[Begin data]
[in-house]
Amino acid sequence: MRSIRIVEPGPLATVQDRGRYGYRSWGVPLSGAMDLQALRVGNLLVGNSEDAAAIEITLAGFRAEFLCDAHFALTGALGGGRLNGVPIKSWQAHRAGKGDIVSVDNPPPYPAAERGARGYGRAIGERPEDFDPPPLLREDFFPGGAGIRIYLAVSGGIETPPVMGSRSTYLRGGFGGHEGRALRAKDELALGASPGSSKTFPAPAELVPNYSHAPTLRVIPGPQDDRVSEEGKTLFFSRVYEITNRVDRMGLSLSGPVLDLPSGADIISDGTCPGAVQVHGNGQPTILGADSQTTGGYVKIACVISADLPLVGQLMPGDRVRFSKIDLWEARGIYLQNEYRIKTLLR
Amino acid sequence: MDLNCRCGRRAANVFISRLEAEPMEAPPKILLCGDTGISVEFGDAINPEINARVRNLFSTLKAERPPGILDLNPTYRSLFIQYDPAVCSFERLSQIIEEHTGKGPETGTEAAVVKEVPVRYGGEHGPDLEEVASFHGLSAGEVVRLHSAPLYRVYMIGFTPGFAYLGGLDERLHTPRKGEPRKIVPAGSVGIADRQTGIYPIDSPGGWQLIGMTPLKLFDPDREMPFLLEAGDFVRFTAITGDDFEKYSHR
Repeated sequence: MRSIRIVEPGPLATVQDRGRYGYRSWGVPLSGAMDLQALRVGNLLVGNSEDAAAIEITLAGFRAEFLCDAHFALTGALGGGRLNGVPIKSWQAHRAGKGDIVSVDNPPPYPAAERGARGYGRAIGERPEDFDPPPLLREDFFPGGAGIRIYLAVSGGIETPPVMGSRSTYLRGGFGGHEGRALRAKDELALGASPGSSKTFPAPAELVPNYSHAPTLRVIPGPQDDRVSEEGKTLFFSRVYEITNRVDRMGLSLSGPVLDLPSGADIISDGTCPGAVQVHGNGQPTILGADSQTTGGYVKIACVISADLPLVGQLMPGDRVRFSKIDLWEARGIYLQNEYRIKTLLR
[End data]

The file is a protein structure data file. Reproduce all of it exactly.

[in-house]
Amino acid sequence: MRSIRIVEPGPLATVQDRGRYGYRSWGVPLSGAMDLQALRVGNLLVGNSEDAAAIEITLAGFRAEFLCDAHFALTGALGGGRLNGVPIKSWQAHRAGKGDIVSVDNPPPYPAAERGARGYGRAIGERPEDFDPPPLLREDFFPGGAGIRIYLAVSGGIETPPVMGSRSTYLRGGFGGHEGRALRAKDELALGASPGSSKTFPAPAELVPNYSHAPTLRVIPGPQDDRVSEEGKTLFFSRVYEITNRVDRMGLSLSGPVLDLPSGADIISDGTCPGAVQVHGNGQPTILGADSQTTGGYVKIACVISADLPLVGQLMPGDRVRFSKIDLWEARGIYLQNEYRIKTLLR
Amino acid sequence: MDLNCRCGRRAANVFISRLEAEPMEAPPKILLCGDTGISVEFGDAINPEINARVRNLFSTLKAERPPGILDLNPTYRSLFIQYDPAVCSFERLSQIIEEHTGKGPETGTEAAVVKEVPVRYGGEHGPDLEEVASFHGLSAGEVVRLHSAPLYRVYMIGFTPGFAYLGGLDERLHTPRKGEPRKIVPAGSVGIADRQTGIYPIDSPGGWQLIGMTPLKLFDPDREMPFLLEAGDFVRFTAITGDDFEKYSHR
Repeated sequence: MRSIRIVEPGPLATVQDRGRYGYRSWGVPLSGAMDLQALRVGNLLVGNSEDAAAIEITLAGFRAEFLCDAHFALTGALGGGRLNGVPIKSWQAHRAGKGDIVSVDNPPPYPAAERGARGYGRAIGERPEDFDPPPLLREDFFPGGAGIRIYLAVSGGIETPPVMGSRSTYLRGGFGGHEGRALRAKDELALGASPGSSKTFPAPAELVPNYSHAPTLRVIPGPQDDRVSEEGKTLFFSRVYEITNRVDRMGLSLSGPVLDLPSGADIISDGTCPGAVQVHGNGQPTILGADSQTTGGYVKIACVISADLPLVGQLMPGDRVRFSKIDLWEARGIYLQNEYRIKTLLR